Monday, February 10, 2014


Cabiru is one of our worst students, according to his marks. If he doesn't have the lowest grade in the class for an assignment, he's the second-lowest. Cabiru is in Form I, the equivalent of 5th or 6th grade, but reads and writes poorly. His English comprehension is low, and if you didn't know better, you'd think the boy was stupid.

He's not. I teach Math, which means that sometimes, the illiterate students can excel, if they wish, because numbers aren't letters. Math speaks its own language. At the beginning of the year, Cabiru couldn't read my written instructions on the board, e.g. "List all the factors of the given numbers." Now, I have changed my approach to be sure to read aloud all instructions, if it isn't clear. Cabiru's marks have gone up! On a recent quiz on plotting points on a cartesian plane, he scored a 9/10. He knew what he had to do, and with his verbal instructions, he was able to excel. 

There's still a long way to go... there won't always be someone to hold his hand through life, and literacy in English is an important skill that Cabiru still lacks, though he is improving. It is frustrating because his deficiencies are likely due, in part, to poor education policy at the national level, whereby every student is promoted every year, regardless of marks.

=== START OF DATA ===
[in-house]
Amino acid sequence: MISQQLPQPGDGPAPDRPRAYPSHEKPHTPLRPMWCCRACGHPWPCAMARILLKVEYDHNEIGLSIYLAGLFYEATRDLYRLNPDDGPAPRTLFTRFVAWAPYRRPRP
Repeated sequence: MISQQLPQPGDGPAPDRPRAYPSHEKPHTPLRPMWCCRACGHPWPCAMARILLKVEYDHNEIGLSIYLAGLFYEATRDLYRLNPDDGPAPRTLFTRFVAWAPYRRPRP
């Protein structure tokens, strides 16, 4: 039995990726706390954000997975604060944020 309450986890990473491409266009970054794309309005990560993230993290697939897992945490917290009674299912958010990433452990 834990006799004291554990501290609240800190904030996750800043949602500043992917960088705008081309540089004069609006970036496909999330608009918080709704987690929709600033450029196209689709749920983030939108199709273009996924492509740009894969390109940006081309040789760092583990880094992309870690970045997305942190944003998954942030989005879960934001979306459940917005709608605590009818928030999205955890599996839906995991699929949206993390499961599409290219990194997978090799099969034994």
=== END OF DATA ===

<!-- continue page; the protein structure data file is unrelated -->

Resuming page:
Recently, my wife brought some of our own books into class to share with the students. They love books; many don't own books besides their school books. I once asked a form 5 student what she likes to do, and she replied, "I like to read." What do you read? "I read chemistry, biology, economics, geography..." There is little reading for pleasure, little reading outside of classwork. Well, the students loved to see our books (mostly children's books for early readers) and Cabiru latched onto a book we have called Wanyeeto, which is a collection of Lamnso' folk tales about wanyeeto, the anteater, written in Lamnso' and translated into English. Well, it turns out that while Cabiru can't read English, he can make his way through the Lamnso'! It was wonderful to come to his class after Logan was finished teaching them, and have him beg her to leave Wanyeeto with him. It is rare to meet someone who is literate in the dialect, so I was fairly impressed. He's still a kid, he still causes mischief, but there's hope for him, and all the other students.


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